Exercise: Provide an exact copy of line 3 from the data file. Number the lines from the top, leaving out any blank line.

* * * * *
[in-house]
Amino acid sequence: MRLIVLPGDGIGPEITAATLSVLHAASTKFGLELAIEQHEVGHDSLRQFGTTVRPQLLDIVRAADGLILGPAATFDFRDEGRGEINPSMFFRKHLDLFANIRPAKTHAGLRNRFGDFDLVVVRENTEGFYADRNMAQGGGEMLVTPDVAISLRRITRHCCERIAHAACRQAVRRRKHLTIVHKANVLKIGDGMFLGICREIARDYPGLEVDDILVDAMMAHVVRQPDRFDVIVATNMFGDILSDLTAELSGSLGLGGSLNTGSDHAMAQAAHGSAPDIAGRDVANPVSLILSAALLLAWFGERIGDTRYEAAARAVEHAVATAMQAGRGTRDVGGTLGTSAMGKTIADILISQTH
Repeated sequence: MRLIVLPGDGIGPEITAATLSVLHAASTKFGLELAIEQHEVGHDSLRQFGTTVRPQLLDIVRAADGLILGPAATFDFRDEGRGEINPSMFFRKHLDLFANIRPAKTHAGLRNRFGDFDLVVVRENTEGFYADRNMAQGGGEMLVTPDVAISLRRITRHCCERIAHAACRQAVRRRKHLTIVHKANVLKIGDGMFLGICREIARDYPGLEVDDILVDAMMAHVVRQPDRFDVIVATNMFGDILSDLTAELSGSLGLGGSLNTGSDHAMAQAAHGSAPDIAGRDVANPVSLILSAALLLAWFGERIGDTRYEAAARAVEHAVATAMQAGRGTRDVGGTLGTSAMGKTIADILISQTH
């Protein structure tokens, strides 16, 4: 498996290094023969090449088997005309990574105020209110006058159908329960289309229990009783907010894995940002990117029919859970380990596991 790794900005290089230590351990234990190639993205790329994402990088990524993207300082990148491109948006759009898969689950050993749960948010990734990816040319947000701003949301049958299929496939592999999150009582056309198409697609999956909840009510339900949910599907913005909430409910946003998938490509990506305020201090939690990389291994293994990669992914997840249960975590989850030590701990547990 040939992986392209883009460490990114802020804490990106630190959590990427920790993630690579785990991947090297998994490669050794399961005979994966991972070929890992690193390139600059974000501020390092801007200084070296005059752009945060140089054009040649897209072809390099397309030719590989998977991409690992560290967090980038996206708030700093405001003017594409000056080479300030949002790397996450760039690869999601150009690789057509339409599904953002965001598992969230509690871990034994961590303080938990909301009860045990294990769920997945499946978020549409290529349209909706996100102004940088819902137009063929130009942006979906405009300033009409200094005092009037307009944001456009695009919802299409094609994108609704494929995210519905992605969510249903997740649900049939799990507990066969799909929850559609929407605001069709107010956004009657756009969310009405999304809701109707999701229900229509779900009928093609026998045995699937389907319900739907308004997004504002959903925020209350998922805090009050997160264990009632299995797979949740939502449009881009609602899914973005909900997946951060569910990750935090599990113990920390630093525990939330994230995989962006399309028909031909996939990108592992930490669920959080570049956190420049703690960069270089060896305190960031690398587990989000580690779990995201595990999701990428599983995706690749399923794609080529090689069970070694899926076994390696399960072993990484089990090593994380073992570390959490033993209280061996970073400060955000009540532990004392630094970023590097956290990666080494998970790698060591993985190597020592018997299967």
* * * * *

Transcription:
Repeated sequence: MRLIVLPGDGIGPEITAATLSVLHAASTKFGLELAIEQHEVGHDSLRQFGTTVRPQLLDIVRAADGLILGPAATFDFRDEGRGEINPSMFFRKHLDLFANIRPAKTHAGLRNRFGDFDLVVVRENTEGFYADRNMAQGGGEMLVTPDVAISLRRITRHCCERIAHAACRQAVRRRKHLTIVHKANVLKIGDGMFLGICREIARDYPGLEVDDILVDAMMAHVVRQPDRFDVIVATNMFGDILSDLTAELSGSLGLGGSLNTGSDHAMAQAAHGSAPDIAGRDVANPVSLILSAALLLAWFGERIGDTRYEAAARAVEHAVATAMQAGRGTRDVGGTLGTSAMGKTIADILISQTH